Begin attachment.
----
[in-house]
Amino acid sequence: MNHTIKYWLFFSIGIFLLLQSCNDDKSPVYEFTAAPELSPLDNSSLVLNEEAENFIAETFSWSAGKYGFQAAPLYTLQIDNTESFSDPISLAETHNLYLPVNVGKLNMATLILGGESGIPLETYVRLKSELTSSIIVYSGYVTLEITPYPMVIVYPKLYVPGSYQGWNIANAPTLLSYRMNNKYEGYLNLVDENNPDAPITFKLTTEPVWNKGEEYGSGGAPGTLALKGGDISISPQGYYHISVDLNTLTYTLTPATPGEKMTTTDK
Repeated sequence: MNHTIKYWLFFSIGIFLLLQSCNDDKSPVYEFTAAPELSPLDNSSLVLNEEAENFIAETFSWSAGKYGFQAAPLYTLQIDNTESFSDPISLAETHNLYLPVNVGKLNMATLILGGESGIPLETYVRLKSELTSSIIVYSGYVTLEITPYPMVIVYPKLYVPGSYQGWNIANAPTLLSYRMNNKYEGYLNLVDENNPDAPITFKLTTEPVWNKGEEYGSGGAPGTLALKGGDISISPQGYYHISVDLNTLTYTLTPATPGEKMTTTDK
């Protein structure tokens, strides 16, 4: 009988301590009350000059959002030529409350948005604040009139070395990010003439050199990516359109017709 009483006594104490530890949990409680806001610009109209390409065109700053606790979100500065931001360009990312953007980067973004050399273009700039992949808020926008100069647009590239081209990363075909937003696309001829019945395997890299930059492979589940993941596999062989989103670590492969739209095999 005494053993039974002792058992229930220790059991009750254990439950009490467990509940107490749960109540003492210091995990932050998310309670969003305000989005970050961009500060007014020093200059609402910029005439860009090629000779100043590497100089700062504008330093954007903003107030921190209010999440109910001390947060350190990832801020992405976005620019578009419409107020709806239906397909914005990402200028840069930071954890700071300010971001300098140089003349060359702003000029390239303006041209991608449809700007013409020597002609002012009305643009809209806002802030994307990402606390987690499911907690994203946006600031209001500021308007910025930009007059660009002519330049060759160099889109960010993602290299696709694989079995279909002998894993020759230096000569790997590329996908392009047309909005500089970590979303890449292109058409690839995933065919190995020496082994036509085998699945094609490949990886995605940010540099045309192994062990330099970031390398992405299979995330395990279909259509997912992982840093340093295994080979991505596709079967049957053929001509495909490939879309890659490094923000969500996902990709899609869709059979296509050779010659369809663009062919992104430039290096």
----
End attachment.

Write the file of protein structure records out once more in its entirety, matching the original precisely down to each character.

[in-house]
Amino acid sequence: MNHTIKYWLFFSIGIFLLLQSCNDDKSPVYEFTAAPELSPLDNSSLVLNEEAENFIAETFSWSAGKYGFQAAPLYTLQIDNTESFSDPISLAETHNLYLPVNVGKLNMATLILGGESGIPLETYVRLKSELTSSIIVYSGYVTLEITPYPMVIVYPKLYVPGSYQGWNIANAPTLLSYRMNNKYEGYLNLVDENNPDAPITFKLTTEPVWNKGEEYGSGGAPGTLALKGGDISISPQGYYHISVDLNTLTYTLTPATPGEKMTTTDK
Repeated sequence: MNHTIKYWLFFSIGIFLLLQSCNDDKSPVYEFTAAPELSPLDNSSLVLNEEAENFIAETFSWSAGKYGFQAAPLYTLQIDNTESFSDPISLAETHNLYLPVNVGKLNMATLILGGESGIPLETYVRLKSELTSSIIVYSGYVTLEITPYPMVIVYPKLYVPGSYQGWNIANAPTLLSYRMNNKYEGYLNLVDENNPDAPITFKLTTEPVWNKGEEYGSGGAPGTLALKGGDISISPQGYYHISVDLNTLTYTLTPATPGEKMTTTDK
């Protein structure tokens, strides 16, 4: 009988301590009350000059959002030529409350948005604040009139070395990010003439050199990516359109017709 009483006594104490530890949990409680806001610009109209390409065109700053606790979100500065931001360009990312953007980067973004050399273009700039992949808020926008100069647009590239081209990363075909937003696309001829019945395997890299930059492979589940993941596999062989989103670590492969739209095999 005494053993039974002792058992229930220790059991009750254990439950009490467990509940107490749960109540003492210091995990932050998310309670969003305000989005970050961009500060007014020093200059609402910029005439860009090629000779100043590497100089700062504008330093954007903003107030921190209010999440109910001390947060350190990832801020992405976005620019578009419409107020709806239906397909914005990402200028840069930071954890700071300010971001300098140089003349060359702003000029390239303006041209991608449809700007013409020597002609002012009305643009809209806002802030994307990402606390987690499911907690994203946006600031209001500021308007910025930009007059660009002519330049060759160099889109960010993602290299696709694989079995279909002998894993020759230096000569790997590329996908392009047309909005500089970590979303890449292109058409690839995933065919190995020496082994036509085998699945094609490949990886995605940010540099045309192994062990330099970031390398992405299979995330395990279909259509997912992982840093340093295994080979991505596709079967049957053929001509495909490939879309890659490094923000969500996902990709899609869709059979296509050779010659369809663009062919992104430039290096």